By Terrence McCoy
By Allie Conti
By Chuck Strouse
By Scott Fishman
By Terrence McCoy
By Ryan Yousefi
By Ciara LaVelle, Kat Bein, Carolina Del Busto, and Liz Tracy
By Pepe Billete
In the world of UFOs, there's no such thing as a claim so wild or crazy that no one believes it. Because mainstream science has -- at least for public consumption -- rejected the notion that flying saucers abduct people for experiments or that we've been visited by UFOs, the believers in alien encounters are on their own in their search for the truth. So in the far fringes of South Florida's UFO community, anything goes.
In a living room in Kendall, about a dozen people are lying on a floor getting ready to meditate, part of a celebration of a special holiday. Easter? Passover? No, massage therapist Donna Newman, the "national guide" for the U.S. Raelian Movement, tells those gathered, "This is the day our creators created us. Because of them we exist -- we can have pleasure." About 25 people in Dade, and 45,000 adherents worldwide, are members of a "religion" that believes that Claude Vorilhon, a former French race-car magazine editor, is their messiah, working on behalf of beings called the Elohim, extraterrestrials who first took him aboard a spaceship in 1973. During that trip, and in subsequent contacts, Vorilhon, who changed his name to Rael, purportedly learned that the Elohim created man in laboratories 13,000 years ago using DNA, and that the various miracles reported in the Bible can be attributed to high-tech devices (e.g., Jesus walked on water thanks to a special antigravity beam). Eventually the Elohim destroyed all the laboratories, but they're going to return -- once Israel grants the Raelian movement the right to build an embassy to welcome them back. While it seems unlikely the Israeli government will turn over land to a UFO cult, Raelian leaders are collecting millions of dollars for their proposed embassy anyway. If Israel doesn't comply, it will be destroyed, Rael predicts.
The Raelians may worship the Elohim, but according to the group, no one currently living on Earth actually has seen any extraterrestrials A except Rael. (Alleged abductees, Newman sniffs, "are just imagining things in their mind," unlike Rael.) And Rael himself doesn't offer any evidence that he in fact has spoken with the elusive Elohim, except his say-so. But for Andre Pinsonneault, a 50-year-old engineer who serves as "priest" for Miami's handful of Raelians, that's all the proof he and the others need. "The evidence is the logic of the message," he notes.
A central part of that message is Rael's assertion that for the last few thousand years people around the world have mistranslated and misunderstood the Hebrew word Elohim in the Bible. Actually, he and his followers argue, in Hebrew it means "those who came from the sky," and not "God," as translations have indicated. Millions of scholars and devout believers of all faiths have made this dumb mistake, but Rael has managed to point out their error. When asked by New Times what Elohim means, Jewish rabbis simply answer "God," although used in its plural form. What about "those who came from the sky"?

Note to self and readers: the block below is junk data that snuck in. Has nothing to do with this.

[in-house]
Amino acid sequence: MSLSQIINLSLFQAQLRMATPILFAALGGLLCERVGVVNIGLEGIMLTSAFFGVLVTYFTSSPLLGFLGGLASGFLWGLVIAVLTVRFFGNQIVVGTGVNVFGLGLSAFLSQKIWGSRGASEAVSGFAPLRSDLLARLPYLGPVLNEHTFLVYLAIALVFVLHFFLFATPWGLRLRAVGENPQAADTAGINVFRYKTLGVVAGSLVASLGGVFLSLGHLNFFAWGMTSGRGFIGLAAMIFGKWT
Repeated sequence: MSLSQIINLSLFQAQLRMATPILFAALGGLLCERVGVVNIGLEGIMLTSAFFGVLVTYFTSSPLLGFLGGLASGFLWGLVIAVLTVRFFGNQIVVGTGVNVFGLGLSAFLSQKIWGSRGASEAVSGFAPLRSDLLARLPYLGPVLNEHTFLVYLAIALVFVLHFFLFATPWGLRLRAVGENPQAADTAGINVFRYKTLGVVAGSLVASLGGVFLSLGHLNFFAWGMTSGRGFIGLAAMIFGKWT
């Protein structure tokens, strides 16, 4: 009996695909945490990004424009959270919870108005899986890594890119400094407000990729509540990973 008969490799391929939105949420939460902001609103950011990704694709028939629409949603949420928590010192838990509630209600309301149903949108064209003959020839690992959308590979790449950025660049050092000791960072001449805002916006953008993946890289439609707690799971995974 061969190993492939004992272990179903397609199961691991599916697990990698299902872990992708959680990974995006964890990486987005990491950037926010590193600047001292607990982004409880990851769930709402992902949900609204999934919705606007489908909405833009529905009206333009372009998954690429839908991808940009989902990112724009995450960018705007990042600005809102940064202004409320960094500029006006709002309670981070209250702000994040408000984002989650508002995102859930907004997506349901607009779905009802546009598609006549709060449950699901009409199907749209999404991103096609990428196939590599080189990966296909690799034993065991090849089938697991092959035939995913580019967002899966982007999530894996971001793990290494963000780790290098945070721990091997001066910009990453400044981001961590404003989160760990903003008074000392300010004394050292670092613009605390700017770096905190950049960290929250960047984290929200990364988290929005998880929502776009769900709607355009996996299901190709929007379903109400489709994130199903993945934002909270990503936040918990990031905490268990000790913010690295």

"Never heard of that," says Rabbi Solomon Schiff, executive vice president of the Rabbinical Association of Greater Miami.
Elsewhere in the Raelians central text, The Message Given to Me by Extraterrestrials: They Took Me to Their Planet, Rael tells about a robot who created six gorgeous female robots for his pleasure. The pro-sex attitudes of this religion are central to its appeal: Its retreats for acolytes permit nudism; it teaches something called "sensual meditation"; and, says Pinsonneault, "We are for free love as long as you don't harm anyone." Plus, he points out, "The girls are sexy." Launched in the Seventies, it is a perfect disco religion for disaffected seekers: heavy on sex appeal, modern-sounding, and no old-fashioned god you have to worship. Not surprisingly Miami adherents are concentrating their recruiting efforts in "open-minded" South Beach.
Other UFO zealots promise more direct ways to get in touch with E.T.'s. "We don't have to try to contact extraterrestrials," says Aldin, one of three members of a Hollywood communal group known as Starbuilders. "We are extraterrestrials." In their small three-bedroom home, Aldin (formerly known as Malenchen, Zal-Zen, Jal'Kae, and, originally, Michael Lamas) explains how the parade of "walk-ins" began taking over the bodies of him and his two adult companions. (His two children are called "crawl-ins.") "The original inhabitants of the bodies never thought it was going to happen," he -- for the alien -- says. They already were working as mediums, as well as selling minerals and other new age paraphernalia. When he and his "divine companion," Alara ("Katrina Wolf is the Earth name," she notes), woke up one day in March 1993, everything looked different. "The original inhabitant went and got his ear pierced, which he would have never considered before, and he got a triangle cut in back of his hair and dyed it purple," Aldin says. "She got a Mohawk haircut." The walk-in, Zal, then started dispensing messages about new self-help techniques and the future of the planet.
The main obstacle in trying to talk to Aldin is figuring out his current identity. It's like a cosmic version of Abbott and Costello's old "who's on first" routine. As Aldin starts to say "They felt in order to serve their mission properly...." A New Times reporter interrupts, asking, "Who's they?"